We planned a desert camping trip in Wadi Rum through Engaging Cultures with two other families we work with. We had a Bedouin guide named Mosalem and his friend and our camp cook, Awad. Both men grew up in Rum village which is kind of a depressing place. It reminds me of the First Nations reserves that are found around our hometown, and from what I understand about the history of the Bedouin people in Wadi Rum, Rum village kind of serves the same purpose: the government wanted to control the land the Bedouin people lived on and relocated them to the village, with "incentives" like free education, water, waste management and some other infrastructure. Most Bedouin in Rum village now make their living taking tourists like us on camping or rock climbing trips. Many, like Mosalem, feel more at home in the desert than in the village. Fortunately, because the Bedouin practice a conservative form of Islam, they do not drink, and therefore, they do not suffer from the alcohol and drug abuse that abound on Canadian reserves.
The pictures below speak to the beauty of the desert - for me, the highlight of the trip was learning about the Bedouin people through conversations with Mosalem. He was so open and willing to share the Bedouin lifestyle with us. Some stories that stick with me:
- He has two wives and eight children, and he is only 39! He has seven children with his first wife and one new baby with the second. We had lots to think about when we learned of this fact!
- His grandfather used to hunt tigers in Wadi Rum, but the tiger population was killed off following the building of the Suez Canal, which cut off the migratory routes for the big cats from Africa.
- The men can cook! We ate amazing meals in the middle of the desert with the simplest of ingredients.
- Mosalem and Awad knew the land intimately. They knew where to camp based on the sunrise and moonrise, and which rest spots were still cool(ish!) well into the smoking hot afternoons. Jason has had lots of trouble with his asthma, and it was really bad by the first sunset. On the walk home from our sunset vantage point Mosalem sourced out some desert plant which he added to our evening tea. It had noticeable results in Jason's asthma symptoms!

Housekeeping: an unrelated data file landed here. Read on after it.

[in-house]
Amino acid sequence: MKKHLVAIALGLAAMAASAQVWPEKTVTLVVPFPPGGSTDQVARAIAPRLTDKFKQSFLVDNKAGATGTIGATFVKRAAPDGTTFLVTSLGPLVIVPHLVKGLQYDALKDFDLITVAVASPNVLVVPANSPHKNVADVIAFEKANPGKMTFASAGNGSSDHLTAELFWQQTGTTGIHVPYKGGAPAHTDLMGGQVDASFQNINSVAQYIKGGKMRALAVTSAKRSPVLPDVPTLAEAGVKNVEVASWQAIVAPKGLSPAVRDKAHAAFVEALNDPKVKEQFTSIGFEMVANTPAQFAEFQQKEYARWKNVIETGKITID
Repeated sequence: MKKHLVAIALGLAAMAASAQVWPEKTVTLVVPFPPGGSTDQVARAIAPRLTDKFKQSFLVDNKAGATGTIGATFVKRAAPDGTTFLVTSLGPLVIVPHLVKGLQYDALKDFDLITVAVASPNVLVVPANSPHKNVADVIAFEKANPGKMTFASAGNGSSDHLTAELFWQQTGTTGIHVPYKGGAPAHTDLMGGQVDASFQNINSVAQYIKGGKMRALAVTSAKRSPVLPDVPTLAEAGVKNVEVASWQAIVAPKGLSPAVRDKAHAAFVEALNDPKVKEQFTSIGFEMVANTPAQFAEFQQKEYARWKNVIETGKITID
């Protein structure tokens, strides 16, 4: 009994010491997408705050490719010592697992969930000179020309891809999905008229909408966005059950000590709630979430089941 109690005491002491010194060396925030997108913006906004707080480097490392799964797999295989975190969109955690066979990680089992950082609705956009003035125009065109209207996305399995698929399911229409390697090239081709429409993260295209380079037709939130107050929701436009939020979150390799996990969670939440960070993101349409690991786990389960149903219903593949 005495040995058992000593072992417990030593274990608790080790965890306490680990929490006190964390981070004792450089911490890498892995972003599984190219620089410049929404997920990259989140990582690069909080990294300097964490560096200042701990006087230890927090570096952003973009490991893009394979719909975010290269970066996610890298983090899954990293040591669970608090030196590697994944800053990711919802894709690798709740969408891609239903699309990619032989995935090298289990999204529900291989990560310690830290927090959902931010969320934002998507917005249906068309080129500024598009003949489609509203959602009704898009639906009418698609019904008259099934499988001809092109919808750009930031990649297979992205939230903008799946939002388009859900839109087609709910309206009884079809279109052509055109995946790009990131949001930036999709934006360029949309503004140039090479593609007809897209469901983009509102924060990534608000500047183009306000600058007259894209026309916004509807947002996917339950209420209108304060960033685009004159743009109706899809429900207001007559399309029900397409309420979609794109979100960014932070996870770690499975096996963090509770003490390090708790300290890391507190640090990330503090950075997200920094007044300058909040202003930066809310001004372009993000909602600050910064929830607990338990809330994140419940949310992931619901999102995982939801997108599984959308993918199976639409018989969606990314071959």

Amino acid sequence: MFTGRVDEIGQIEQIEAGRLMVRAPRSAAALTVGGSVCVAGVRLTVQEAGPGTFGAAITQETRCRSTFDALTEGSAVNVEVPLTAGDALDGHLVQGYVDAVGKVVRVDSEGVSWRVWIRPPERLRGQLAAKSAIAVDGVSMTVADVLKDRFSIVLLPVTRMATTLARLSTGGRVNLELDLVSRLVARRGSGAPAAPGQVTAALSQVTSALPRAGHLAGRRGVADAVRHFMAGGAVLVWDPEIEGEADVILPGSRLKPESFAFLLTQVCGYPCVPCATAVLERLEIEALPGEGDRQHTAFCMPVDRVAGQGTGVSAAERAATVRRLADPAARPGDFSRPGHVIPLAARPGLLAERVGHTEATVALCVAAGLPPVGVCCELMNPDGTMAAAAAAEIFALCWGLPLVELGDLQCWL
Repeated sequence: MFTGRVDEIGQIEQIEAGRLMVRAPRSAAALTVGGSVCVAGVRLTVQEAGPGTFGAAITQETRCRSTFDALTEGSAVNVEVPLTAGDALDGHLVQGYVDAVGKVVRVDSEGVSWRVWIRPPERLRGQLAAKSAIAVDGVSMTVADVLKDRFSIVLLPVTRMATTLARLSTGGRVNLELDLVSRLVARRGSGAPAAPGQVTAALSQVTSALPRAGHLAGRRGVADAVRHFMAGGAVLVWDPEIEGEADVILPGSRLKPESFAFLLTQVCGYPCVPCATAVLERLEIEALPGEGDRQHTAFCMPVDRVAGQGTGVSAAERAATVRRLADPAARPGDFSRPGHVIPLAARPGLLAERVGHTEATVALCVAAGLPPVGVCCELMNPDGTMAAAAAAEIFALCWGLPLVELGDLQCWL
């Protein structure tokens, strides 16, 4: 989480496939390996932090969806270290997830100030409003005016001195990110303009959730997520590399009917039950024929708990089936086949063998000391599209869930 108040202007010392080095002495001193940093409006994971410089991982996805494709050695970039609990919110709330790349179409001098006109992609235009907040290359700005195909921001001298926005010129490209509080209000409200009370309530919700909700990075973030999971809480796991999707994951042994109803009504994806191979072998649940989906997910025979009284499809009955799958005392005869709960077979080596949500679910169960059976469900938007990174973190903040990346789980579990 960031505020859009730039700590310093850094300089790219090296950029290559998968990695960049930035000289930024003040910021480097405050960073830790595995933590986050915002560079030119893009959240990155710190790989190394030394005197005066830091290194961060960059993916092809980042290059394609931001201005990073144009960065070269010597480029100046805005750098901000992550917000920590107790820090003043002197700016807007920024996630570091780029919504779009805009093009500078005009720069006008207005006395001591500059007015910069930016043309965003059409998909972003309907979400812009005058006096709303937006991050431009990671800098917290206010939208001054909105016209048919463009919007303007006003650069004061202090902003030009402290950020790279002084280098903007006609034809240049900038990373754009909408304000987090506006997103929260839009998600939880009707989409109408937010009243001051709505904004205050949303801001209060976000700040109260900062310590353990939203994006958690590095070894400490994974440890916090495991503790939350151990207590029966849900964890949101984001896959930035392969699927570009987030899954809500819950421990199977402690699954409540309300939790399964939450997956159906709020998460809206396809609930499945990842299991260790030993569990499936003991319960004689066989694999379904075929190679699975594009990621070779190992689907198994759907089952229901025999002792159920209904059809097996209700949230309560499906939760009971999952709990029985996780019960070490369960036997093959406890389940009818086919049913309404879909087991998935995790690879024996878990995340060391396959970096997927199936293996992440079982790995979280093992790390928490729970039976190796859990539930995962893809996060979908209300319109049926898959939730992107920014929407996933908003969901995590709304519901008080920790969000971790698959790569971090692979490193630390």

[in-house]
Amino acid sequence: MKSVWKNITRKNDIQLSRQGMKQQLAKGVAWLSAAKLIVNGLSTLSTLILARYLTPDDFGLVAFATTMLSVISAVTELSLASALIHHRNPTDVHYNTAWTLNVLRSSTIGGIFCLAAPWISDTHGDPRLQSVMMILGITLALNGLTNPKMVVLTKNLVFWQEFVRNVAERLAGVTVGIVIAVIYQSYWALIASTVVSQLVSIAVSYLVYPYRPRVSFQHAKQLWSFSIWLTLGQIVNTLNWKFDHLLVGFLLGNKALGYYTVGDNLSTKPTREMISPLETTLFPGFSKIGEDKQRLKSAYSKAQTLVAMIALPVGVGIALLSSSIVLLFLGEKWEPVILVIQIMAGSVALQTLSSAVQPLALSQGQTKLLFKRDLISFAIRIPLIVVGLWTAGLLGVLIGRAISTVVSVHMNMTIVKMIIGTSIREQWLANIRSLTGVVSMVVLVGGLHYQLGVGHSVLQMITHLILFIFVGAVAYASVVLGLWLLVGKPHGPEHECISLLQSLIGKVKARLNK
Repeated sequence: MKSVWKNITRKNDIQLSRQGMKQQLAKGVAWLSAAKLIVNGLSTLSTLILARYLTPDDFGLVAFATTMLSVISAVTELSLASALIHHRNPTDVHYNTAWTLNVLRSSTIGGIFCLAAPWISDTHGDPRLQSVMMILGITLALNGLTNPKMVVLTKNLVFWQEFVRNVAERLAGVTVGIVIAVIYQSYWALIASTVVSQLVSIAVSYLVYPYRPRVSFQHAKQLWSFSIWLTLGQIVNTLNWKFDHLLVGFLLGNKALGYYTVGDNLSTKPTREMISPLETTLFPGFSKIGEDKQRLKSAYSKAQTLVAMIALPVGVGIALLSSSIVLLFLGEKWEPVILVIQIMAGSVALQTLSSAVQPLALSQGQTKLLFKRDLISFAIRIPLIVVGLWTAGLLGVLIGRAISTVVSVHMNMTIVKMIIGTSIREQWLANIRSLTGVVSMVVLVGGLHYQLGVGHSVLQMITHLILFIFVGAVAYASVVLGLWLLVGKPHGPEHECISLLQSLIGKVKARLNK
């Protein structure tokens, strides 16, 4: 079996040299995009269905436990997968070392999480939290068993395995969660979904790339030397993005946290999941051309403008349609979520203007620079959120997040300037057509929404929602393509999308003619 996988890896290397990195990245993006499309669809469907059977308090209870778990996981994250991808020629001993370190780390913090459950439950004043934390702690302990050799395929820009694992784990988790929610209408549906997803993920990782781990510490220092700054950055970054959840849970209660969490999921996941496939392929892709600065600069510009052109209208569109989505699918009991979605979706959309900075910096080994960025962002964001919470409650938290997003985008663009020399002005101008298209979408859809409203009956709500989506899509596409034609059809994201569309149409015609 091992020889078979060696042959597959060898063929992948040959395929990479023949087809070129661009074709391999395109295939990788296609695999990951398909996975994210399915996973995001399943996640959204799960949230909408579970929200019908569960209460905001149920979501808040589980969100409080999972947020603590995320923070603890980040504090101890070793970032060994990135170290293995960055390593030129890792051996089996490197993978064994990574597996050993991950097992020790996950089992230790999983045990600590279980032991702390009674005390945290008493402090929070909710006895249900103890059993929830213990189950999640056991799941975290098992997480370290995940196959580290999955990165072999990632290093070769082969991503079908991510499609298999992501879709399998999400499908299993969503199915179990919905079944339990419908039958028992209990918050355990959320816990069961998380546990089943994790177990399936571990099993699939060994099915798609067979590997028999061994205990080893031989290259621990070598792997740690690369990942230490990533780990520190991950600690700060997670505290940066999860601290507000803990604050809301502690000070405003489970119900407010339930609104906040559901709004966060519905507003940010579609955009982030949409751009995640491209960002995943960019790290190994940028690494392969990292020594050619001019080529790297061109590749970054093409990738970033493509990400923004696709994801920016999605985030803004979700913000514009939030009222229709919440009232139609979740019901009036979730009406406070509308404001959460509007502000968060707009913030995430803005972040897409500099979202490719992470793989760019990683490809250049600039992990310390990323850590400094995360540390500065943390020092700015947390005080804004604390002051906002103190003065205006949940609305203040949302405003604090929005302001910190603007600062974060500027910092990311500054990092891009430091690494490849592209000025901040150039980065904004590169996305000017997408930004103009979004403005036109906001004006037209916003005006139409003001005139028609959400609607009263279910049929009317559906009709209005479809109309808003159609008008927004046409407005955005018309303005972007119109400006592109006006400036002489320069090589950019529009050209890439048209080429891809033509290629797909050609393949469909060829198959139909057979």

- They spoke about the ban on hunting Ibex imposed by the government. As educated men they understood the reasoning behind it (the species was just reintroduced to Wadi Rum after being killed off), but they acknowledged that without educating the rest of the Bedouin population the measures used by the government to try to stop the hunting were pathetic. As Moselm put it, "For the one route the government enforcers know into Valley "X", the Bedouin know 100. If they want to hunt they will hunt, and no one will catch them."
- They know how to nap. Every afternoon, following a hot lunch, we all curled up on our eating/sleeping mats and chilled out in the shade! It was so welcome after the morning hike in the gradually intensifying heat of the desert sun.
- They love children. Mosalem and Awad were incredible with the four children in our large group. Hayley was the first to lose it on our hikes, and Mosalem would pick her up, followed by whichever child next decided the Jeep was the better mode of transport. We would meet them at the next rest stop and find them happily climbing over the sandstone rocks, or perusing ancient petroglyphs, bursting to share whatever interpretation Mosalem had explained to them. It was very comforting to know our kids were in such competent company.
I could go on and on. I'll let the pictures do the rest of the talking and end with this recommendation - you have to see it for yourself!